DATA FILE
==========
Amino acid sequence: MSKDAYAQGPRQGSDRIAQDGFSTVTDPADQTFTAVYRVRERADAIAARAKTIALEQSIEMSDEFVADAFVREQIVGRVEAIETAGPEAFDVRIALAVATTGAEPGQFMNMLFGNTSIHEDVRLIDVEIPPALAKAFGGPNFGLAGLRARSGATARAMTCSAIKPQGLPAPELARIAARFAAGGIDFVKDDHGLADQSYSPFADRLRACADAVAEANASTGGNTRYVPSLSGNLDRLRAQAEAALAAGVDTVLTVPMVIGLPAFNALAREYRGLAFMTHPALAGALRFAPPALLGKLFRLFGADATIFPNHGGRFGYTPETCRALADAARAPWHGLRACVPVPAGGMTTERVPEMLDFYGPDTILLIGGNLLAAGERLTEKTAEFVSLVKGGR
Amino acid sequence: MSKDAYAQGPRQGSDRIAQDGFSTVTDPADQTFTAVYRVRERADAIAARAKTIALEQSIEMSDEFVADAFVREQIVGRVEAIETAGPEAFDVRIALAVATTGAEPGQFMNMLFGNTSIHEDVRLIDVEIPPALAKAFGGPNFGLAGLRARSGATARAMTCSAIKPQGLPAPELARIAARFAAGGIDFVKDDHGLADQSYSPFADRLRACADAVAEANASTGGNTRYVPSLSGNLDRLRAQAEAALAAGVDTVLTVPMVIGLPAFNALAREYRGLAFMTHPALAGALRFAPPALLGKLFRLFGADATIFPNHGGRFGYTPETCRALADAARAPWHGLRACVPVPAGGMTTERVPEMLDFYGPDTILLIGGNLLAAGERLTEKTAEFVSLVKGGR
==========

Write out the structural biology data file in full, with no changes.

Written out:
Amino acid sequence: MSKDAYAQGPRQGSDRIAQDGFSTVTDPADQTFTAVYRVRERADAIAARAKTIALEQSIEMSDEFVADAFVREQIVGRVEAIETAGPEAFDVRIALAVATTGAEPGQFMNMLFGNTSIHEDVRLIDVEIPPALAKAFGGPNFGLAGLRARSGATARAMTCSAIKPQGLPAPELARIAARFAAGGIDFVKDDHGLADQSYSPFADRLRACADAVAEANASTGGNTRYVPSLSGNLDRLRAQAEAALAAGVDTVLTVPMVIGLPAFNALAREYRGLAFMTHPALAGALRFAPPALLGKLFRLFGADATIFPNHGGRFGYTPETCRALADAARAPWHGLRACVPVPAGGMTTERVPEMLDFYGPDTILLIGGNLLAAGERLTEKTAEFVSLVKGGR
Amino acid sequence: MSKDAYAQGPRQGSDRIAQDGFSTVTDPADQTFTAVYRVRERADAIAARAKTIALEQSIEMSDEFVADAFVREQIVGRVEAIETAGPEAFDVRIALAVATTGAEPGQFMNMLFGNTSIHEDVRLIDVEIPPALAKAFGGPNFGLAGLRARSGATARAMTCSAIKPQGLPAPELARIAARFAAGGIDFVKDDHGLADQSYSPFADRLRACADAVAEANASTGGNTRYVPSLSGNLDRLRAQAEAALAAGVDTVLTVPMVIGLPAFNALAREYRGLAFMTHPALAGALRFAPPALLGKLFRLFGADATIFPNHGGRFGYTPETCRALADAARAPWHGLRACVPVPAGGMTTERVPEMLDFYGPDTILLIGGNLLAAGERLTEKTAEFVSLVKGGR